A cement plant under Vicem's management in the northern province of Ha Nam. — Photo VICEM

They claimed demand has sharply declined in domestic and export markets while input costs have steadily risen. As a result, cement makers have been posting significant financial losses since the beginning of the year.

Vicem Ha Tien Cement Joint Stock Company reported a consolidated net loss of VND85.6 billion (US$3.6 million) for the period, compared to a net profit of VND24.8 billion in the same period last year.

The company said demand fell by 18.73 per cent during the first quarter of the year while input costs rose as much as VND15.2 billion, on top of a higher financial cost of VND18.4 billion due to interest rate hikes.

According to Vicem Ha Tien's management, the company was trailing behind in both its quarterly and yearly targets and it is looking increasingly difficult to reach a revenue target of VND9 trillion this year.

Similarly, Bim Son Cement Joint Stock Company reported a loss of VND48.6 billion for the period. The company stated a fall in sales revenue, coupled with increases in financial costs and operational expenses were the main contributors.

The company has set a target to produce up to 2.8 million tonnes of clinker and 4.54 million tonnes of cement products, as well as a revenue target of VND4.6 trillion. With the first quarter being a net loss, the company said it has plans to turn things around with the acquisition of a mining licence for the Yen Duyen limestone quarry and leasing of the Tam Dien clay quarry.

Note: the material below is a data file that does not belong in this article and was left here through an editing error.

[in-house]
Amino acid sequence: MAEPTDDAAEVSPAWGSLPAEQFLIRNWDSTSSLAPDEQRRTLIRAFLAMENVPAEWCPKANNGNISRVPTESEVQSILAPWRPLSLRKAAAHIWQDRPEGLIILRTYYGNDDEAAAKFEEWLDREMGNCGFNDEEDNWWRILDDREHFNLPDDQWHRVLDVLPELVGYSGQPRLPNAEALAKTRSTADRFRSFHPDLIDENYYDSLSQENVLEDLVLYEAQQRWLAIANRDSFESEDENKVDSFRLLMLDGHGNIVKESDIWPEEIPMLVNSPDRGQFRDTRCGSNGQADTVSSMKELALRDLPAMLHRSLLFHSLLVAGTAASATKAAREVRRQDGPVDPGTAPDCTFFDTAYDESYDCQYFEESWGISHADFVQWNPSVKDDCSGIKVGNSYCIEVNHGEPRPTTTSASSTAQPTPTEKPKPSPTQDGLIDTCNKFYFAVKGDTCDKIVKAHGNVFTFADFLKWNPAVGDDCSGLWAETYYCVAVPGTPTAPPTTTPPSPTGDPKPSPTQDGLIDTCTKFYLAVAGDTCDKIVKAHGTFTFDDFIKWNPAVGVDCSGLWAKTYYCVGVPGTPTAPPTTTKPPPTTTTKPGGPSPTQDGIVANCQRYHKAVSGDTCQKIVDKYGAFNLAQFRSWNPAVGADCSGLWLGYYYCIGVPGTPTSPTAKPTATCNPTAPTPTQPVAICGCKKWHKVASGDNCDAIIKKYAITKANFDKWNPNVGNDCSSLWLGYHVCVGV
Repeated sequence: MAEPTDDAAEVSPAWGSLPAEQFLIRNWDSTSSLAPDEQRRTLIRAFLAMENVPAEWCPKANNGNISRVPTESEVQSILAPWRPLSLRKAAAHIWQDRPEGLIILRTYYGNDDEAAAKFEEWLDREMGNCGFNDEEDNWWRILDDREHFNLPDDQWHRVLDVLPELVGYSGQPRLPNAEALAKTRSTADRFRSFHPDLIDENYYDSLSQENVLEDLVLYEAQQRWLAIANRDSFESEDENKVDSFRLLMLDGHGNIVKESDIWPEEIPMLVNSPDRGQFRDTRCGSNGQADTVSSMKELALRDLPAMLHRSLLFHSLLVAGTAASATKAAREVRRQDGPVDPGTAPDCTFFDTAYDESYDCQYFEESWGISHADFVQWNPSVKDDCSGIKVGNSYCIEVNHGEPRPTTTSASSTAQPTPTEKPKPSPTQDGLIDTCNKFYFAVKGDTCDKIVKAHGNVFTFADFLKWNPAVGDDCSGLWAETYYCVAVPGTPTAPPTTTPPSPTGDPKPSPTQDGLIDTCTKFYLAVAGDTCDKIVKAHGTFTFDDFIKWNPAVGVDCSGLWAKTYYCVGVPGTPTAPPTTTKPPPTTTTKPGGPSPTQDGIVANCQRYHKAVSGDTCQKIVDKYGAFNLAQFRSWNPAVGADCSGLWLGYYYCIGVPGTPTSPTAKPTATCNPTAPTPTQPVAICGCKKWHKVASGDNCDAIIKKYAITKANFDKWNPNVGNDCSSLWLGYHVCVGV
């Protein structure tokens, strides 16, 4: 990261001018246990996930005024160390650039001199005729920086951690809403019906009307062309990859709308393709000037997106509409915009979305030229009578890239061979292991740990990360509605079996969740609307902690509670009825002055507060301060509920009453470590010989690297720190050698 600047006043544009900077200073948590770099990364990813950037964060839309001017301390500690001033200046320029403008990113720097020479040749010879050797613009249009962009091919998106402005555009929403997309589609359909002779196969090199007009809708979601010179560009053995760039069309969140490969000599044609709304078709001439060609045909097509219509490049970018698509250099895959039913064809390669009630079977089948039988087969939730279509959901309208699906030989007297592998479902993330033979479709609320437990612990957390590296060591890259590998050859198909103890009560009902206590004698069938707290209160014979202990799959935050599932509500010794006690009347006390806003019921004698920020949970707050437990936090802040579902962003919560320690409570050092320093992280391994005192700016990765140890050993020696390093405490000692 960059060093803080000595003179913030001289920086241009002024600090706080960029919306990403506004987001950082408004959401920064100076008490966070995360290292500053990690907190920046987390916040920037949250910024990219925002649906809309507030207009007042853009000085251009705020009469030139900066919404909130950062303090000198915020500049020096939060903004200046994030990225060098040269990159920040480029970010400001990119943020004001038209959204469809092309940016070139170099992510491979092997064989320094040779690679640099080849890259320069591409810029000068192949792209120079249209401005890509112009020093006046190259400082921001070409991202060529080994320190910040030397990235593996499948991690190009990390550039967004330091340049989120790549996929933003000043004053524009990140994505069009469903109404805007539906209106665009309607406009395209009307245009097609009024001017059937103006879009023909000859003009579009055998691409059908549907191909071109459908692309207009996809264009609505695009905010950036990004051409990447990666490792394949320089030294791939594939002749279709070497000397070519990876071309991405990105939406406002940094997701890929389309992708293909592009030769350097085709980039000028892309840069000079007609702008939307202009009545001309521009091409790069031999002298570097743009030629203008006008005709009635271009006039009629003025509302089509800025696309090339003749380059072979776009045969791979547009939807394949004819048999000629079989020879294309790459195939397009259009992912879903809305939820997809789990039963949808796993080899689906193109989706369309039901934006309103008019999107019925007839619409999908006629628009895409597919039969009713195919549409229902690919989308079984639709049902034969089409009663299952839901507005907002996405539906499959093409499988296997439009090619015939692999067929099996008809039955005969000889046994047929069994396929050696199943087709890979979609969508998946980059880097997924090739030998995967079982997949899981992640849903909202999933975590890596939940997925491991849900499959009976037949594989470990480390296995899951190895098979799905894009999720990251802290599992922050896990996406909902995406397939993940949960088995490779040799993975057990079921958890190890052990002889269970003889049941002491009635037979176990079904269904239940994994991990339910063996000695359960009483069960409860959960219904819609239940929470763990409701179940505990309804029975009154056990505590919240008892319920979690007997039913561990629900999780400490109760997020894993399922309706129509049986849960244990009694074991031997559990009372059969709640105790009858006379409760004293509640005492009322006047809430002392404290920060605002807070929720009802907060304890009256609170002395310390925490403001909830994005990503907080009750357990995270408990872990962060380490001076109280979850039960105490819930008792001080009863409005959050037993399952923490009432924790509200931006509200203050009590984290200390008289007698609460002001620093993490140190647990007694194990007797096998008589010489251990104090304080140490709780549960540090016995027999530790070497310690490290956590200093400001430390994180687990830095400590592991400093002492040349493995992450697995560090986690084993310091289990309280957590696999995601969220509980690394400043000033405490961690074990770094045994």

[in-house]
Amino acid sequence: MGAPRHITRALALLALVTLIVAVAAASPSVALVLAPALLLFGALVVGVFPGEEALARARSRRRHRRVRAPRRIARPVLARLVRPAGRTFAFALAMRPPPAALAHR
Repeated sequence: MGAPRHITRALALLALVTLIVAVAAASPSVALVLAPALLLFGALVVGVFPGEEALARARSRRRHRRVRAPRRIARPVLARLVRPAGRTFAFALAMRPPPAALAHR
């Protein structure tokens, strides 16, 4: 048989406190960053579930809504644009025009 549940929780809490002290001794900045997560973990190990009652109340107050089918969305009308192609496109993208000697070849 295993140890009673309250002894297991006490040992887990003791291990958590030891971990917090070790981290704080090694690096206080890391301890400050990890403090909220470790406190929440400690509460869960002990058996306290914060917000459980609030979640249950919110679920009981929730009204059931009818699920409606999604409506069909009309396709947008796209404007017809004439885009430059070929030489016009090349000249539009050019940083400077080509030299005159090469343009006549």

Earlier, the Viet Nam Cement Industry Corporation (VICEM) announced its first quarter's financial report. The report said consumption of cement and clinker products, for the domestic market and export, fell nearly 20 per cent compared to last year.

According to KIS Vietnam Securities Corporation, Viet Nam's cement production stood at 111 million tonnes per year, nearly double the domestic market demand. To make matters worse, additional cement plants are expected to become operational in the near future.

In addition, the industry's major production centres, which were forced to locate near the source materials, have created an imbalance in supply and demand among different regions, hindering their ability to set competitive price and maintain stability in the domestic market.

The securities firm said domestic cement makers will likely struggle with the same challenges for the rest of the year due to a slowing down of Viet Nam's property market while demand from international markets is unlikely to experience a boost.

A report by SSI Securities Corporation said domestic demand for cement products fell by 15 per cent during the first months of the year while export declined by 26 per cent with the largest buyer of Vietnamese cement – China – falling by as much as 95 per cent.

An increase in electricity prices will likely hurt the industry's profit further as electricity typically accounts for 9-15 per cent of the cost of goods sold. A 3 per cent hike in electricity prices can result in a profit decrease as large as 13 per cent for the industry.

Additional rounds of tariff adjustments from export markets, such as the Philippines, are expected during the second quarter of 2023. Meanwhile, shipping costs have been projected to increase during the remaining months of the year. — VNS